From the August 12, 1933, issue

CONTINENTAL LIGHTHOUSE

This is a moonlight photograph of the 400-watt electric lamp on the top of Mt. Washington. When flashed recently in visibility tests conducted by the Mt. Washington Polar Year observers, it was noticed as far away as Boothbay Harbor, Maine, 95 miles distant, and at many other points in New England.

Current for the light was supplied by a portable gasoline power plant.

FAST-MOVING POSITIVE PARTICLES PRODUCE NEW KIND OF X-RAYS

Positive X-rays can now be produced at a million volts instead of the few thousand necessary for ordinary or “negative” X-rays.

Positive X-rays are produced in a vacuum by the impact of positively charged ions, or atoms that have lost an electron, on a metal target; whereas negative X-rays, found by Roentgen in 1895, are produced by fast electrons.

Dr. W.M. Coates and Prof. E.O. Lawrence of the University of California have stepped up mercury-positive ions to 1,000,000 volts and on allowing them to strike targets of various elements have observed that real X-rays are given off.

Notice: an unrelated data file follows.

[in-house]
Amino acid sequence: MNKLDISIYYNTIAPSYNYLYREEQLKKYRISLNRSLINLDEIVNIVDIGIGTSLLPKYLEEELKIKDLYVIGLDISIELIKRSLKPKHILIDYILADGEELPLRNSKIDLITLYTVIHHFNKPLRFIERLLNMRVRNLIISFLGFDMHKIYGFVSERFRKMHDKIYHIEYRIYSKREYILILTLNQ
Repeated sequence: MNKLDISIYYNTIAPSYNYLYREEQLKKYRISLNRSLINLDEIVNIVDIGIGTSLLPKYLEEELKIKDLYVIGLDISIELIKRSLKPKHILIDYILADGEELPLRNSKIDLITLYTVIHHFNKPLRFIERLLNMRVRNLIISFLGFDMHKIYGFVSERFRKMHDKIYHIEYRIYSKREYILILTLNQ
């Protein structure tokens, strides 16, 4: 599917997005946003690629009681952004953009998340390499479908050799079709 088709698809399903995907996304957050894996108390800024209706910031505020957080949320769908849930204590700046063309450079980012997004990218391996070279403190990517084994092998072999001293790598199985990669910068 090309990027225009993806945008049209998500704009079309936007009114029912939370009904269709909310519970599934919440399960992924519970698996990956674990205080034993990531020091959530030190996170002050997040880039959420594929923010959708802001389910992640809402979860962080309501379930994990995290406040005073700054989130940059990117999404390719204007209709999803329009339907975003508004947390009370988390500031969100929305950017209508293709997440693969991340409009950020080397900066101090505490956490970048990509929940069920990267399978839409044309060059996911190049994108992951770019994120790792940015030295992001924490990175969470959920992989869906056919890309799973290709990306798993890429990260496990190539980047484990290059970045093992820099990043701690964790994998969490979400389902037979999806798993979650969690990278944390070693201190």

THYROID REMOVAL GIVES RELIEF TO HEART DISEASE SUFFERERS

Complete removal of the normal thyroid gland is a new method used by a group of physicians and surgeons in Boston to relieve certain types of heart disease. In 11 of 13 cases the results so far have been successful.

The method has been used in cases of congestive heart failure and dreaded angina pectoris. It was devised by Drs. H.L. Blumgart, S.A. Levine, and D.D. Berlin of Boston, Mass. The theory of the operation is to lessen the load of the overworked heart or weakened arteries in pumping and carrying the mass of blood to the tissues. The amount of work the heart must do depends primarily on the call of the tissues all over the body for oxygen. This in turn is governed by the thyroid gland, which determines the rate at which body processes requiring oxygen go on.

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